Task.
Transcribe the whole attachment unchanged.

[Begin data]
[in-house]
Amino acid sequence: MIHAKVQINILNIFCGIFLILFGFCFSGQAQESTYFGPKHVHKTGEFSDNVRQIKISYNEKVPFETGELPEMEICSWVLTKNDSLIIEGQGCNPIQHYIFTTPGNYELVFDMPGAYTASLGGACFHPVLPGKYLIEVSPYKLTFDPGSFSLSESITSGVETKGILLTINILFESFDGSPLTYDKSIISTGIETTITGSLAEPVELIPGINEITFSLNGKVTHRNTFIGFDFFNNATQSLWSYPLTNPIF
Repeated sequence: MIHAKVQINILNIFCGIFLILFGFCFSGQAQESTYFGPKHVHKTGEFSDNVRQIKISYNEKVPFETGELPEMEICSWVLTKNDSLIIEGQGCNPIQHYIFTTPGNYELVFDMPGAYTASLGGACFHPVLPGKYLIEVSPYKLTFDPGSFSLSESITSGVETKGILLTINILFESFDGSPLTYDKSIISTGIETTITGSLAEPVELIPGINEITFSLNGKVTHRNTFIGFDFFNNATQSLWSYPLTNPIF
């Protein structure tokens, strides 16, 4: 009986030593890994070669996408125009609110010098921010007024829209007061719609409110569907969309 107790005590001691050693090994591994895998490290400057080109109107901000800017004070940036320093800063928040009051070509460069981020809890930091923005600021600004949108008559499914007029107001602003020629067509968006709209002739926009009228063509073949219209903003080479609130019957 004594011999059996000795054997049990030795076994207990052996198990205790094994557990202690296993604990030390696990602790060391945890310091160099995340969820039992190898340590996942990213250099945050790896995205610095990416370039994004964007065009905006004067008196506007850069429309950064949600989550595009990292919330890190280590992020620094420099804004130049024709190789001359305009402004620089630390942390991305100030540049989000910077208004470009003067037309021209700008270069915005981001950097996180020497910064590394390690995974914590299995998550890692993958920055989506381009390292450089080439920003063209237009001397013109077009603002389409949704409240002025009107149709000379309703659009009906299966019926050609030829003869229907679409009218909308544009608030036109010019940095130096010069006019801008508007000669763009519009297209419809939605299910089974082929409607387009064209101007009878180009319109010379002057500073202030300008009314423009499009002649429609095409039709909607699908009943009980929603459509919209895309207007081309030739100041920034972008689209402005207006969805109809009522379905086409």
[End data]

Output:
[in-house]
Amino acid sequence: MIHAKVQINILNIFCGIFLILFGFCFSGQAQESTYFGPKHVHKTGEFSDNVRQIKISYNEKVPFETGELPEMEICSWVLTKNDSLIIEGQGCNPIQHYIFTTPGNYELVFDMPGAYTASLGGACFHPVLPGKYLIEVSPYKLTFDPGSFSLSESITSGVETKGILLTINILFESFDGSPLTYDKSIISTGIETTITGSLAEPVELIPGINEITFSLNGKVTHRNTFIGFDFFNNATQSLWSYPLTNPIF
Repeated sequence: MIHAKVQINILNIFCGIFLILFGFCFSGQAQESTYFGPKHVHKTGEFSDNVRQIKISYNEKVPFETGELPEMEICSWVLTKNDSLIIEGQGCNPIQHYIFTTPGNYELVFDMPGAYTASLGGACFHPVLPGKYLIEVSPYKLTFDPGSFSLSESITSGVETKGILLTINILFESFDGSPLTYDKSIISTGIETTITGSLAEPVELIPGINEITFSLNGKVTHRNTFIGFDFFNNATQSLWSYPLTNPIF
């Protein structure tokens, strides 16, 4: 009986030593890994070669996408125009609110010098921010007024829209007061719609409110569907969309 107790005590001691050693090994591994895998490290400057080109109107901000800017004070940036320093800063928040009051070509460069981020809890930091923005600021600004949108008559499914007029107001602003020629067509968006709209002739926009009228063509073949219209903003080479609130019957 004594011999059996000795054997049990030795076994207990052996198990205790094994557990202690296993604990030390696990602790060391945890310091160099995340969820039992190898340590996942990213250099945050790896995205610095990416370039994004964007065009905006004067008196506007850069429309950064949600989550595009990292919330890190280590992020620094420099804004130049024709190789001359305009402004620089630390942390991305100030540049989000910077208004470009003067037309021209700008270069915005981001950097996180020497910064590394390690995974914590299995998550890692993958920055989506381009390292450089080439920003063209237009001397013109077009603002389409949704409240002025009107149709000379309703659009009906299966019926050609030829003869229907679409009218909308544009608030036109010019940095130096010069006019801008508007000669763009519009297209419809939605299910089974082929409607387009064209101007009878180009319109010379002057500073202030300008009314423009499009002649429609095409039709909607699908009943009980929603459509919209895309207007081309030739100041920034972008689209402005207006969805109809009522379905086409």